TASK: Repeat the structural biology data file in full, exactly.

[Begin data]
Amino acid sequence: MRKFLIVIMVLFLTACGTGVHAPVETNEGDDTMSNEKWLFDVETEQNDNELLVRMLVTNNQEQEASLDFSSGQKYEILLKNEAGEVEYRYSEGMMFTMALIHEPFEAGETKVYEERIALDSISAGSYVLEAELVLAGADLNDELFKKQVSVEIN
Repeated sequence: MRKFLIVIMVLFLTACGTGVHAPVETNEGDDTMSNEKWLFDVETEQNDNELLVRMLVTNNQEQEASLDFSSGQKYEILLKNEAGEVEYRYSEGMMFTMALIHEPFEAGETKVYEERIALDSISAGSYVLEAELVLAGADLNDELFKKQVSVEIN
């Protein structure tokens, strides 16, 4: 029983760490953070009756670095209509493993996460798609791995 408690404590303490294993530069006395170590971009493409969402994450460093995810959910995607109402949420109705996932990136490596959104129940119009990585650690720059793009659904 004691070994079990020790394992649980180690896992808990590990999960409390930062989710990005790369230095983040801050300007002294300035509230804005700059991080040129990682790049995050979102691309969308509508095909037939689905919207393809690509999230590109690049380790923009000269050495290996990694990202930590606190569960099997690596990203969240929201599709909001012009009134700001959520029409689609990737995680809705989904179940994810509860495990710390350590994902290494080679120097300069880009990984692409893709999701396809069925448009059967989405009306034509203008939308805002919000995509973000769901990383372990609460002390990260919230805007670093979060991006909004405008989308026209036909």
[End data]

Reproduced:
Amino acid sequence: MRKFLIVIMVLFLTACGTGVHAPVETNEGDDTMSNEKWLFDVETEQNDNELLVRMLVTNNQEQEASLDFSSGQKYEILLKNEAGEVEYRYSEGMMFTMALIHEPFEAGETKVYEERIALDSISAGSYVLEAELVLAGADLNDELFKKQVSVEIN
Repeated sequence: MRKFLIVIMVLFLTACGTGVHAPVETNEGDDTMSNEKWLFDVETEQNDNELLVRMLVTNNQEQEASLDFSSGQKYEILLKNEAGEVEYRYSEGMMFTMALIHEPFEAGETKVYEERIALDSISAGSYVLEAELVLAGADLNDELFKKQVSVEIN
């Protein structure tokens, strides 16, 4: 029983760490953070009756670095209509493993996460798609791995 408690404590303490294993530069006395170590971009493409969402994450460093995810959910995607109402949420109705996932990136490596959104129940119009990585650690720059793009659904 004691070994079990020790394992649980180690896992808990590990999960409390930062989710990005790369230095983040801050300007002294300035509230804005700059991080040129990682790049995050979102691309969308509508095909037939689905919207393809690509999230590109690049380790923009000269050495290996990694990202930590606190569960099997690596990203969240929201599709909001012009009134700001959520029409689609990737995680809705989904179940994810509860495990710390350590994902290494080679120097300069880009990984692409893709999701396809069925448009059967989405009306034509203008939308805002919000995509973000769901990383372990609460002390990260919230805007670093979060991006909004405008989308026209036909």